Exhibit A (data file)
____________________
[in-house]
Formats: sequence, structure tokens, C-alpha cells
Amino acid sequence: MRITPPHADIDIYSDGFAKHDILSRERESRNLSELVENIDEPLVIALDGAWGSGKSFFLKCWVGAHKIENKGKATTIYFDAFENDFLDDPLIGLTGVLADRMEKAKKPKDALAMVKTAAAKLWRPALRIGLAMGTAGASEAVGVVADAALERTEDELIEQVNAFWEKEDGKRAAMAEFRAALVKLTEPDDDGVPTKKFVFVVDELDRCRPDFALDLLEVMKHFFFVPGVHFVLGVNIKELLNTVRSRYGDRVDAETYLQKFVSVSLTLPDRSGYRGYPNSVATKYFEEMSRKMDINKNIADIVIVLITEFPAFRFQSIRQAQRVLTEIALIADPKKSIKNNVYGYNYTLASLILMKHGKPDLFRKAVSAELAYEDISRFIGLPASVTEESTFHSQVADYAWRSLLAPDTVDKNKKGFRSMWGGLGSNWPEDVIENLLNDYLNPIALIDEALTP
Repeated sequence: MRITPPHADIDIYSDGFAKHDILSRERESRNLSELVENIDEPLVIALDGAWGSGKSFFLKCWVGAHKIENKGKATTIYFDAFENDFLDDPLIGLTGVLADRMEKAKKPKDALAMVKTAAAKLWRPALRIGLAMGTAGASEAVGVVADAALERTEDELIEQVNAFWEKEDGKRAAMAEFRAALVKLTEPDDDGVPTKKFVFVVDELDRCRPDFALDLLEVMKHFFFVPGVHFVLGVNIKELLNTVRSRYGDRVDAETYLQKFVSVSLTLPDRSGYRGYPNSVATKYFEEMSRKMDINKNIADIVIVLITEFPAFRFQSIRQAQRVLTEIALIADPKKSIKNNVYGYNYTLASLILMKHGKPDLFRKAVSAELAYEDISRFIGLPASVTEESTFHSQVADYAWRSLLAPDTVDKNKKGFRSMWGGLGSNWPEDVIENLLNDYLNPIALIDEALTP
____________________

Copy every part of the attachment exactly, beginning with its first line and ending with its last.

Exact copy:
[in-house]
Formats: sequence, structure tokens, C-alpha cells
Amino acid sequence: MRITPPHADIDIYSDGFAKHDILSRERESRNLSELVENIDEPLVIALDGAWGSGKSFFLKCWVGAHKIENKGKATTIYFDAFENDFLDDPLIGLTGVLADRMEKAKKPKDALAMVKTAAAKLWRPALRIGLAMGTAGASEAVGVVADAALERTEDELIEQVNAFWEKEDGKRAAMAEFRAALVKLTEPDDDGVPTKKFVFVVDELDRCRPDFALDLLEVMKHFFFVPGVHFVLGVNIKELLNTVRSRYGDRVDAETYLQKFVSVSLTLPDRSGYRGYPNSVATKYFEEMSRKMDINKNIADIVIVLITEFPAFRFQSIRQAQRVLTEIALIADPKKSIKNNVYGYNYTLASLILMKHGKPDLFRKAVSAELAYEDISRFIGLPASVTEESTFHSQVADYAWRSLLAPDTVDKNKKGFRSMWGGLGSNWPEDVIENLLNDYLNPIALIDEALTP
Repeated sequence: MRITPPHADIDIYSDGFAKHDILSRERESRNLSELVENIDEPLVIALDGAWGSGKSFFLKCWVGAHKIENKGKATTIYFDAFENDFLDDPLIGLTGVLADRMEKAKKPKDALAMVKTAAAKLWRPALRIGLAMGTAGASEAVGVVADAALERTEDELIEQVNAFWEKEDGKRAAMAEFRAALVKLTEPDDDGVPTKKFVFVVDELDRCRPDFALDLLEVMKHFFFVPGVHFVLGVNIKELLNTVRSRYGDRVDAETYLQKFVSVSLTLPDRSGYRGYPNSVATKYFEEMSRKMDINKNIADIVIVLITEFPAFRFQSIRQAQRVLTEIALIADPKKSIKNNVYGYNYTLASLILMKHGKPDLFRKAVSAELAYEDISRFIGLPASVTEESTFHSQVADYAWRSLLAPDTVDKNKKGFRSMWGGLGSNWPEDVIENLLNDYLNPIALIDEALTP